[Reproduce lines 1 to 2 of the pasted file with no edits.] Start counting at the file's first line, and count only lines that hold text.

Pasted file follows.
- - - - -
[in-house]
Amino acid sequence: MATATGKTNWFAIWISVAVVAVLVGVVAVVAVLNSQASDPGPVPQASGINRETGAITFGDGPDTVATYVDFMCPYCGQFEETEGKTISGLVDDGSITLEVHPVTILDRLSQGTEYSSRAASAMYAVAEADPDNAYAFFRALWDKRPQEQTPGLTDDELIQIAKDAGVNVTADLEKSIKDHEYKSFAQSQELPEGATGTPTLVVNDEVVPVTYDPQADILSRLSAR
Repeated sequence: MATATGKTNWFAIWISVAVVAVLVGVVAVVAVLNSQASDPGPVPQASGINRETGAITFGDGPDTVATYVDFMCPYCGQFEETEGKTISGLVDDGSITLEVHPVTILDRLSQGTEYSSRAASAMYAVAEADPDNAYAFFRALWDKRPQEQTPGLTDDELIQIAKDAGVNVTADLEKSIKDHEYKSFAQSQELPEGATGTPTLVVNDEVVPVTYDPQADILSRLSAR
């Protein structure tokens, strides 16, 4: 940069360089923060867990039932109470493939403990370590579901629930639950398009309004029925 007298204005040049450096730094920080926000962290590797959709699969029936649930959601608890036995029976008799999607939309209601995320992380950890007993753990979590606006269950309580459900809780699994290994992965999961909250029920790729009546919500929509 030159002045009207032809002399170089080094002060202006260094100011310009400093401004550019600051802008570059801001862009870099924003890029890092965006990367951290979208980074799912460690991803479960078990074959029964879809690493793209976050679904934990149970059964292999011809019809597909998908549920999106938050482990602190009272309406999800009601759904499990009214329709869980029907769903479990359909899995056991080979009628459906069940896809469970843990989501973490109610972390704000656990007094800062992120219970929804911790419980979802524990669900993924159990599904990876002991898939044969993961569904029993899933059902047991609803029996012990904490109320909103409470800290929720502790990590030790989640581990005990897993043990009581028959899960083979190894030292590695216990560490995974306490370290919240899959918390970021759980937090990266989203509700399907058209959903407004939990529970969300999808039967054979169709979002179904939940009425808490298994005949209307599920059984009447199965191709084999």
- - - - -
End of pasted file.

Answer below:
[in-house]
Amino acid sequence: MATATGKTNWFAIWISVAVVAVLVGVVAVVAVLNSQASDPGPVPQASGINRETGAITFGDGPDTVATYVDFMCPYCGQFEETEGKTISGLVDDGSITLEVHPVTILDRLSQGTEYSSRAASAMYAVAEADPDNAYAFFRALWDKRPQEQTPGLTDDELIQIAKDAGVNVTADLEKSIKDHEYKSFAQSQELPEGATGTPTLVVNDEVVPVTYDPQADILSRLSAR